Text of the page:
Following the success of 2019's first series of Tales From the Dark Multiverse titles, the new DC franchise's second wave kicks off in November by putting a dark twist on one of Batman's most iconic storylines, 'Hush.'
In the story written by Phillip Kennedy Johnson and illustrated by Dexter Soy, Tommy Elliot has become the Dark Prince of Gotham City - and his reign brings many changes to your favorite Batman heroes and villains.
Tales From the Dark Multiverse: Batman Hush #1 is due out on November 3rd, but before its release, Newsarama got a few moments to chat with Johnson about what readers can expect with his version of the iconic Batman tale, including which elements from the original he wanted to weave into this Elseworlds-type story, the introduction of Batman the Silenced, and Hush's new character design.
Newsarama: To start things off Phillip, why do you think Batman: Hush is such an iconic story to this day?
Phillip Kennedy Johnson: I think the elements of Batman: Hush that have kept it on the all-time shortlist are one, the mystery, conspiracy, and misdirection that keep you guessing until the very end; two, the way it weaves so many of Batman's villains and allies into the story, and of course; three, the incomparable art by Jim Lee and Scott Williams.
I was extremely mindful of those first two elements as I wrote the Dark Multiverse version of Batman: Hush, building a conspiracy around a long list of beloved Batman characters, and as always the art team of Dexter Soy, Ivan Plascencia, and Troy Peteri knocked it out of the park. It was a huge pleasure working with this crew, especially as we crafted a fresh, darker take on such an iconic story.
Nrama: What can you tell us about Batman the Silenced?
Johnson: This version of Gotham is one that's never known a Batman, ever. As such, all the challenges we've seen Batman face over the years—Ra's Al Ghul and the League of Assassins, the Clench Virus, No Man's Land, the Court of Owls, and more—have struck Gotham without Batman there to handle them.
Then, after Gotham has been torn down and reshaped by all these disasters, "Batman the Silenced" appears: a Batman that's even darker, angrier, and crazier, with an ax to grind for all the corrupt police, politicians, mobsters, and villains who have profited from the destruction of Gotham City.
Batman the Silenced's origins are mysterious at first, but we know that it has something to do with an old story in Amadeus Arkham's journals, from the earliest days of Arkham Asylum. Who this Batman is, is a mystery Thomas Elliot will have to unravel.
Nrama: In this universe, how did Tommy's friendship with Bruce help shape each other?
Johnson: In this universe, young Bruce Wayne and Tommy Elliot were even closer than they were in the original Batman: Hush. In this world, the Waynes and the Elliots were together that night in Crime Alley, and when the Waynes were gunned down, the Elliots, not Alfred, took Bruce in.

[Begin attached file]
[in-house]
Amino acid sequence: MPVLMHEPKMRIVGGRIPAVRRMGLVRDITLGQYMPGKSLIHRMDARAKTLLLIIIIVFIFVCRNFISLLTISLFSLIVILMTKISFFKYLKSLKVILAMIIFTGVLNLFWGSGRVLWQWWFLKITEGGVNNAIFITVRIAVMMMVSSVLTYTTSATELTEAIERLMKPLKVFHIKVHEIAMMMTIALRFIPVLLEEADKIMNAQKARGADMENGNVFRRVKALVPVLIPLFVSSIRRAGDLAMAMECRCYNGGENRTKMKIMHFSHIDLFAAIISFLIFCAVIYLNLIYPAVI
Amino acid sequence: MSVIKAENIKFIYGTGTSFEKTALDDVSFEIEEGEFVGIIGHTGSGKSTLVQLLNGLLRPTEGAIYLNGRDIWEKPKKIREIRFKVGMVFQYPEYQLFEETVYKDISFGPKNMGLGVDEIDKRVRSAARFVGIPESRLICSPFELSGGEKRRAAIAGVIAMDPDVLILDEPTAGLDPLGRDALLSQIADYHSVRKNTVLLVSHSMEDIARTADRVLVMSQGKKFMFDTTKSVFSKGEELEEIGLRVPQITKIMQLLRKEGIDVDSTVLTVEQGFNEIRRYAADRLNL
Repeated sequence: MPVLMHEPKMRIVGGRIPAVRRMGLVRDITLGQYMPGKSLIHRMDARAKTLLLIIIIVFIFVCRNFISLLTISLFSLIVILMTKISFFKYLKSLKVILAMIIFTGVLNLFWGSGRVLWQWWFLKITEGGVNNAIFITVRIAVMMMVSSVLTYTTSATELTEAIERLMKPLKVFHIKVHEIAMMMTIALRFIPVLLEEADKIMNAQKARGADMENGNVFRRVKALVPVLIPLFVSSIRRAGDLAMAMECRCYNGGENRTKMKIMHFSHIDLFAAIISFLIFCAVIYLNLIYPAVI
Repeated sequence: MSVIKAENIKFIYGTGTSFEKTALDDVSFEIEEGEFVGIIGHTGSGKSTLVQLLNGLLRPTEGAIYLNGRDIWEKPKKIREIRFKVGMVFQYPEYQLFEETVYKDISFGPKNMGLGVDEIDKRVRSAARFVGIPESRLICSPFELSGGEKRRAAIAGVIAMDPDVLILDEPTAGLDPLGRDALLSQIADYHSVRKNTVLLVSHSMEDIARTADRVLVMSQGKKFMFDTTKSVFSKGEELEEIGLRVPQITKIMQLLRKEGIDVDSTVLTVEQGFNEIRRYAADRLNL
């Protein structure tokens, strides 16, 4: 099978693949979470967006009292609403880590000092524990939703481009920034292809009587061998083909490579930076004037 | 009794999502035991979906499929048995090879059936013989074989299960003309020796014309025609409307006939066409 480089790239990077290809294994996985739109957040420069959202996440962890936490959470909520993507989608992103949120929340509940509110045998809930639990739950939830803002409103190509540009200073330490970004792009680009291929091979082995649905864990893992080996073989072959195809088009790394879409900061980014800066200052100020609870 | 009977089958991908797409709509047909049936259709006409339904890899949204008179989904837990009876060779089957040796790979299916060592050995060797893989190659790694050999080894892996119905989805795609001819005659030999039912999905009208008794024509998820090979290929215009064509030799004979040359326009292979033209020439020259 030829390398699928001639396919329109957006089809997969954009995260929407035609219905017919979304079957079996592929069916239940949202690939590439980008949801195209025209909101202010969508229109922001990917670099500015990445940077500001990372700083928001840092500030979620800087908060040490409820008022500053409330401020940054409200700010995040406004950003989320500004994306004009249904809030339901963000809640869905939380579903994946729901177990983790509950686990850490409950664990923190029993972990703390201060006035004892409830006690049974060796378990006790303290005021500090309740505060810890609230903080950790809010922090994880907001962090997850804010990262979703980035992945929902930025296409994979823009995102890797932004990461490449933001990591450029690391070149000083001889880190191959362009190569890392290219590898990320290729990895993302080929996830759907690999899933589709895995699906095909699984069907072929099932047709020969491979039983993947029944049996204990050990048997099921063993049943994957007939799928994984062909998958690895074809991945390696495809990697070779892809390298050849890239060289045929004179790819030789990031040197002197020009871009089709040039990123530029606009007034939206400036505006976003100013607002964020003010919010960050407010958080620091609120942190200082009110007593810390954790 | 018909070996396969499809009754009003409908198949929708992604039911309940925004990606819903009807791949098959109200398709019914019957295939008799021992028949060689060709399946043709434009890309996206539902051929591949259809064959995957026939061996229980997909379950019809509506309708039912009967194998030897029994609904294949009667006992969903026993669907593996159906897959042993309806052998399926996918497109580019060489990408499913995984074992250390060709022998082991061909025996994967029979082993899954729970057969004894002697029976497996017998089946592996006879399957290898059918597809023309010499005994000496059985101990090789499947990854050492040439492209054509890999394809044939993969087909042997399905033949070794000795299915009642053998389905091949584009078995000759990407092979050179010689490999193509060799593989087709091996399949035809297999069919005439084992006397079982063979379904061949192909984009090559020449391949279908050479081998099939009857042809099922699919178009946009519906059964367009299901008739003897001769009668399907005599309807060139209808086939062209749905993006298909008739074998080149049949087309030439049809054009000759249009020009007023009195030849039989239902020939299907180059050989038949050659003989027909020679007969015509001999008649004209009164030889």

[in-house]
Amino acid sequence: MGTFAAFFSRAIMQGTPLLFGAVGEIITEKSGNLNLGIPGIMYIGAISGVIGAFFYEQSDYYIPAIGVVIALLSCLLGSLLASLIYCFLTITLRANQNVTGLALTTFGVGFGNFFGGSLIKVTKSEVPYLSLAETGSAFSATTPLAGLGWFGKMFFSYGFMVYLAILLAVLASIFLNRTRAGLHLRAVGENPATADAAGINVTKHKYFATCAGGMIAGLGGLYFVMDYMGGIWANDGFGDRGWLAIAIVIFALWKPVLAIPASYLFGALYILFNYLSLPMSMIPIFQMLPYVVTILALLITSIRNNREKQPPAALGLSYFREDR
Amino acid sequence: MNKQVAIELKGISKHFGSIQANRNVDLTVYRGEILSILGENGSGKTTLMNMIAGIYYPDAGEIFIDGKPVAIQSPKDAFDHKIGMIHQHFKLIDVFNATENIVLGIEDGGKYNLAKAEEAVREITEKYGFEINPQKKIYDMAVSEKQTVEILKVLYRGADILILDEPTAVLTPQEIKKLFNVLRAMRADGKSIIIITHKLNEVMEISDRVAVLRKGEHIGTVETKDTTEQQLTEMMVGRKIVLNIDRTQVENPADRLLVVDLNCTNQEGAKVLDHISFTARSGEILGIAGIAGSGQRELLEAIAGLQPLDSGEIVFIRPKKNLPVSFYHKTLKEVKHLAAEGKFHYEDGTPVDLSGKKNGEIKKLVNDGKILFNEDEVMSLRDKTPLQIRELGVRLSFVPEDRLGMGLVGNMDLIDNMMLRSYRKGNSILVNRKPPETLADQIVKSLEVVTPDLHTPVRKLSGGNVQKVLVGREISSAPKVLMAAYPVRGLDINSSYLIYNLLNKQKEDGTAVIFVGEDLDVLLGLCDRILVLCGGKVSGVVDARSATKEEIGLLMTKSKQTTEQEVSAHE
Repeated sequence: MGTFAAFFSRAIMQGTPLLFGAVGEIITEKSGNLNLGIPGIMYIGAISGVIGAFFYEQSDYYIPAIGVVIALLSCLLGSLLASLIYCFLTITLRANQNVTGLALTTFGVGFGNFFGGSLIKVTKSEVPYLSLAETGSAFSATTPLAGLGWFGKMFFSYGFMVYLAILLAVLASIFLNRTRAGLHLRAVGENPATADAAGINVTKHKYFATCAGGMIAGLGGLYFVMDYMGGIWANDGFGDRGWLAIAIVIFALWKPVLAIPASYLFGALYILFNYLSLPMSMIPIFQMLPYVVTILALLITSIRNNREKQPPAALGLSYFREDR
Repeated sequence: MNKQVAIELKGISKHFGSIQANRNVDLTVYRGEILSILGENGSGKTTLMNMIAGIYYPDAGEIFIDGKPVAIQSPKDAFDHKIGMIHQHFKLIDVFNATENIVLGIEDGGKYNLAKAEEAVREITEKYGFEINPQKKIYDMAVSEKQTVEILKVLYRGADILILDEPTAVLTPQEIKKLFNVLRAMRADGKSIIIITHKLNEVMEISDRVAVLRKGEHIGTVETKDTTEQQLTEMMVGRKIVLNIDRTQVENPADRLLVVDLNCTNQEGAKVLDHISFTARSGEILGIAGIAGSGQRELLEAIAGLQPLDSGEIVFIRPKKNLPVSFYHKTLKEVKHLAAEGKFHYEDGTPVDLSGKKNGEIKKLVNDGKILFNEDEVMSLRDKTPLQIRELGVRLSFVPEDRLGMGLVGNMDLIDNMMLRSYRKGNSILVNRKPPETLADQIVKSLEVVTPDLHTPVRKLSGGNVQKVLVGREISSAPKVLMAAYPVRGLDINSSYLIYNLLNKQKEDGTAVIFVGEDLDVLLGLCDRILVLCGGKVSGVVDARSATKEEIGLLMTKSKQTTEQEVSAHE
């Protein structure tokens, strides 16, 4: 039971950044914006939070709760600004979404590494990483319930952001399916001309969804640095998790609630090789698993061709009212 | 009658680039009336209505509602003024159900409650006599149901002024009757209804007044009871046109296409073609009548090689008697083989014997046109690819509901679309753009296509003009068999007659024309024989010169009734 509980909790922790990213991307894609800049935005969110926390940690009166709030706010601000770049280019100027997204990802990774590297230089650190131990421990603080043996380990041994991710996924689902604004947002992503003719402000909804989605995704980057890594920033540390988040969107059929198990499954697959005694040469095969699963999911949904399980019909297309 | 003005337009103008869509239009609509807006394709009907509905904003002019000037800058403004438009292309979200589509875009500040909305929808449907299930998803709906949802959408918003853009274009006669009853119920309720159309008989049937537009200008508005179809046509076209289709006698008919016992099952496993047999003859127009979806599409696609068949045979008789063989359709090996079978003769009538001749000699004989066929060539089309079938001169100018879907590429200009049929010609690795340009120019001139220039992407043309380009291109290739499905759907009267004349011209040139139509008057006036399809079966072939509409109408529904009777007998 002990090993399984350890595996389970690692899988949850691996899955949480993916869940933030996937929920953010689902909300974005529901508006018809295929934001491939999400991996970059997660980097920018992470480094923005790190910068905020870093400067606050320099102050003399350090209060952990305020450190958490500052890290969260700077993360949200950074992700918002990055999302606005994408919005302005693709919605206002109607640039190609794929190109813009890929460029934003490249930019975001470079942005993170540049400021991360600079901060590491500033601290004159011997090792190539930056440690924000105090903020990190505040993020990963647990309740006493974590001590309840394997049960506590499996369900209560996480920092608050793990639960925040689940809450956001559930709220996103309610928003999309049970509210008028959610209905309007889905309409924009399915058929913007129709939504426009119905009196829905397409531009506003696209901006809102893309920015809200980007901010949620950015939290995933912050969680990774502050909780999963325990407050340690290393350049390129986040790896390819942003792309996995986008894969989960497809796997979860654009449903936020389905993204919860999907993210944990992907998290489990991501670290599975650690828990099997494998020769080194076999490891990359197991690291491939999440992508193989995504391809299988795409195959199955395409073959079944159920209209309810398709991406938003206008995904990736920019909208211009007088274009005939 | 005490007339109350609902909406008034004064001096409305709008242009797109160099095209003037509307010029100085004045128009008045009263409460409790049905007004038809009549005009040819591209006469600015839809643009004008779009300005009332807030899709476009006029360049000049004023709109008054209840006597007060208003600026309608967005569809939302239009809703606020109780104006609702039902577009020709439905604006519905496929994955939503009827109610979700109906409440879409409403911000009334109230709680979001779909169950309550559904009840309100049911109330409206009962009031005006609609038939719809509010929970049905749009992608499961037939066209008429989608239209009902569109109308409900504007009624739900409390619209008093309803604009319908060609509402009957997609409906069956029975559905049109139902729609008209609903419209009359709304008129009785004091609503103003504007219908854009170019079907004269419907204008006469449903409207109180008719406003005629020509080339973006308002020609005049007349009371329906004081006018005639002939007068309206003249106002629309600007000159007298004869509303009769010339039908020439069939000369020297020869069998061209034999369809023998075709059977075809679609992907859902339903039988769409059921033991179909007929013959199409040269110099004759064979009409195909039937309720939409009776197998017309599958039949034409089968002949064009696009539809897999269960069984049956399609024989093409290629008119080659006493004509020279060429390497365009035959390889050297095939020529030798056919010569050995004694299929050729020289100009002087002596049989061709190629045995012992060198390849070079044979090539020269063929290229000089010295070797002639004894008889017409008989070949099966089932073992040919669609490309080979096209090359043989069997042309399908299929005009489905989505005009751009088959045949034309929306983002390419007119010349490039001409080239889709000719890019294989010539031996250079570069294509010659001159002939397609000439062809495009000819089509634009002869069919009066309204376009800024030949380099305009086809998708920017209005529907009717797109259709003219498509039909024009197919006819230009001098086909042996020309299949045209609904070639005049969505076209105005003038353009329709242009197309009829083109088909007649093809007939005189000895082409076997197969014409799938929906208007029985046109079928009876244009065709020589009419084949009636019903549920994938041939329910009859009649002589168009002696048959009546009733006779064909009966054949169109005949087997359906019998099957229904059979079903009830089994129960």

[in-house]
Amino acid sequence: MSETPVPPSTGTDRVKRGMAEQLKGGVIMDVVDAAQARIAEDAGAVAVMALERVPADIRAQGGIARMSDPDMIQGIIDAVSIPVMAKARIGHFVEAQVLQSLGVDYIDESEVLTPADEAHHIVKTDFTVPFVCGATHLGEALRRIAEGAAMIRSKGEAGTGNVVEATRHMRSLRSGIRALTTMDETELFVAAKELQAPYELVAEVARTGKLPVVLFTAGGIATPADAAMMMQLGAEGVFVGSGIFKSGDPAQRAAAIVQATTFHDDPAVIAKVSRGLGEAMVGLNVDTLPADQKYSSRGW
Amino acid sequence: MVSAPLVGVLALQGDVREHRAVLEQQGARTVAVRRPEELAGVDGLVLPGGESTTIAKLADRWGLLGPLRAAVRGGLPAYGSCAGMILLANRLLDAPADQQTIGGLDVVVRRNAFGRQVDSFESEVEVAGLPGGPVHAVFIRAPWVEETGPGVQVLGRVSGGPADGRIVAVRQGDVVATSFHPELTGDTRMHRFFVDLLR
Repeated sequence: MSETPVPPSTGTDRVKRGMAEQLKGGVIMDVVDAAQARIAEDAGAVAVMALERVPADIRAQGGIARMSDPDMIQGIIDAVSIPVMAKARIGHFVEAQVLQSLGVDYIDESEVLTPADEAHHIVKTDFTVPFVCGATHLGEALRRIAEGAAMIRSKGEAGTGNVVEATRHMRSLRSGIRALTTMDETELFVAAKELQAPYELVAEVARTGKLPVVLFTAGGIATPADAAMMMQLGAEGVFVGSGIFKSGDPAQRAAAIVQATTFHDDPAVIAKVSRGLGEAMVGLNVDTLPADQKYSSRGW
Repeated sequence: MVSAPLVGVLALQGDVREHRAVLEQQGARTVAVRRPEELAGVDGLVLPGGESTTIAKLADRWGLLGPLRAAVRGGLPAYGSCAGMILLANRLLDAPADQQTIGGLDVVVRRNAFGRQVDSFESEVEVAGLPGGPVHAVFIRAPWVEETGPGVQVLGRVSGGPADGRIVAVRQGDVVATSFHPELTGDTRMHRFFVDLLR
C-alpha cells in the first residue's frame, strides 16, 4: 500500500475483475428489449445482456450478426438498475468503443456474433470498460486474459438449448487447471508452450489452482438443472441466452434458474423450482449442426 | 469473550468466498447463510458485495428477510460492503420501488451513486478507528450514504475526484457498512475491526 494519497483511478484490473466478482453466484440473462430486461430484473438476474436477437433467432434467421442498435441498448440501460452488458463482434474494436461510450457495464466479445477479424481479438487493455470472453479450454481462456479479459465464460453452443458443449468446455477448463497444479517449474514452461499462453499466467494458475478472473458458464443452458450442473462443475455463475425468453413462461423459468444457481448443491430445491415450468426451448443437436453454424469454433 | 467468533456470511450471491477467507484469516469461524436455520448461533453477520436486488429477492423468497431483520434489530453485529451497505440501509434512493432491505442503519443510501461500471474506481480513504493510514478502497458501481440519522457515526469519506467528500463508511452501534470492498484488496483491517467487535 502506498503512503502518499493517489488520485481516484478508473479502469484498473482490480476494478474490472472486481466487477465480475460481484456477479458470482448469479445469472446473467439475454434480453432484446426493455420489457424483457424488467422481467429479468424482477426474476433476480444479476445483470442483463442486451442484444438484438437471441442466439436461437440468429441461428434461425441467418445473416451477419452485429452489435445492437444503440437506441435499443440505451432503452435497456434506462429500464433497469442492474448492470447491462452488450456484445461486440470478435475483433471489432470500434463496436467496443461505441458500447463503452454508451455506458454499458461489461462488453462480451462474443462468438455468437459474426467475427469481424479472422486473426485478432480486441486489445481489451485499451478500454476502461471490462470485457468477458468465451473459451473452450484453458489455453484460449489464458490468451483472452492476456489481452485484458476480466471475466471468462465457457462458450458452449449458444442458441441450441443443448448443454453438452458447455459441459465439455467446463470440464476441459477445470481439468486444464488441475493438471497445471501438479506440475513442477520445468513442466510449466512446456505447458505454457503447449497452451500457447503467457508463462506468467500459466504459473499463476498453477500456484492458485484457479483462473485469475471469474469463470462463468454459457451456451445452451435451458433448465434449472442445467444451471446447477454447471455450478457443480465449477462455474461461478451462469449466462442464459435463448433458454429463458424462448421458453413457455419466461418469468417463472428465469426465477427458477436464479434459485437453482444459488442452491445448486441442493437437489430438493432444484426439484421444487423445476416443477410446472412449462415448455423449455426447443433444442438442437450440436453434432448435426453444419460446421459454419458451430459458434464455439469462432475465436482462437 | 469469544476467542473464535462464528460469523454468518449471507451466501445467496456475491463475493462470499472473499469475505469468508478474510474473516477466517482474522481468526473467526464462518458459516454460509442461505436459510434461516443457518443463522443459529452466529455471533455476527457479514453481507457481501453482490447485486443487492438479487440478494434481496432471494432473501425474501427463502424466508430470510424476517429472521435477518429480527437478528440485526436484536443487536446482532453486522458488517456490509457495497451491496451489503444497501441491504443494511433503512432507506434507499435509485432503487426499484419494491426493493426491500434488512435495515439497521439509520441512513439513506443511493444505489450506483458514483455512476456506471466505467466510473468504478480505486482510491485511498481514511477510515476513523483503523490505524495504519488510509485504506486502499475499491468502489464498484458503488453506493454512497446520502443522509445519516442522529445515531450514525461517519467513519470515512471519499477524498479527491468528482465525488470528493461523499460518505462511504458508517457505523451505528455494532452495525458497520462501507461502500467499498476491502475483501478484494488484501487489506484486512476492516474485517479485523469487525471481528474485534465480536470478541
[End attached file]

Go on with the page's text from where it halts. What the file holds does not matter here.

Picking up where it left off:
That proves to be a decision that completely changes Bruce's life, and as a result, Batman never emerges. Thomas Elliot, not Bruce Wayne, becomes the "prince" of Gotham City that Bruce was supposed to be, the face of Gotham with the combined Elliot and Wayne fortunes behind him as he rises to political prominence.
Nrama: Hush has a new design here - did you make any contributions to this? Why do you think it was important to give him a new look?
Johnson: I did have some specific design ideas, yes. With Batman's mission statement of "criminals are a superstitious cowardly lot," I've sometimes thought that Batman had room to go a little scarier in his war on crime, and this story was a perfect opportunity to do that. Batman the Silenced's cape and costume are basically a repurposed, reconfigured straitjacket, and his face is bandaged much like Hush's face as if we're seeing a reconstructive surgery gone wrong. He's terrifying and evokes a powerful response in the criminals he's hunting.
Nrama: What were some story beats you thought were necessary to add to your version of Batman: Hush?
Johnson: I wanted to tell a story about Batman and Thomas Elliot in which the roles were reversed, in which Hush is Batman and Elliot has to solve this mystery that goes all the way back to his childhood. The essential elements were the murder mystery and the conspiracy that leads our characters to question every one of their rivals and allies, one by one.
Nrama: Are there other iconic Gotham heroes and/or villains we can expect in this tale?
Johnson: I wanted to explore very different versions of our favorite characters, all with completely different backstories, relationships, and motivations as they've all lived lives without Batman in them. I don't want to spoil too much, but you'll see Dr. Jonathan Crane, Barbara Gordon, the Mad Hatter, Talia Al Ghul, and lots more. You'll also see what became of the Robins without Batman around to guide them.
Nrama: Would you like to write even more Batman stories in the future? Any series in particular?
Johnson: I'd never say no to writing Batman! My favorite aspect of Batman has always been his role as the world's greatest detective, and when we get to see him really use those skills, those usually turn out to be the best Batman stories for me. Whenever I get to come back to Batman, that's the side of him I most want to explore. I want to give him a mystery set in Gotham that only he can solve, that once again makes him earn his reputation as the World's Greatest Detective, and show readers what makes a mortal man worthy to stand side-by-side with gods.
Hush is one of Jim Lee’s greatest creations of all time. Check out where he ranks on our countdown.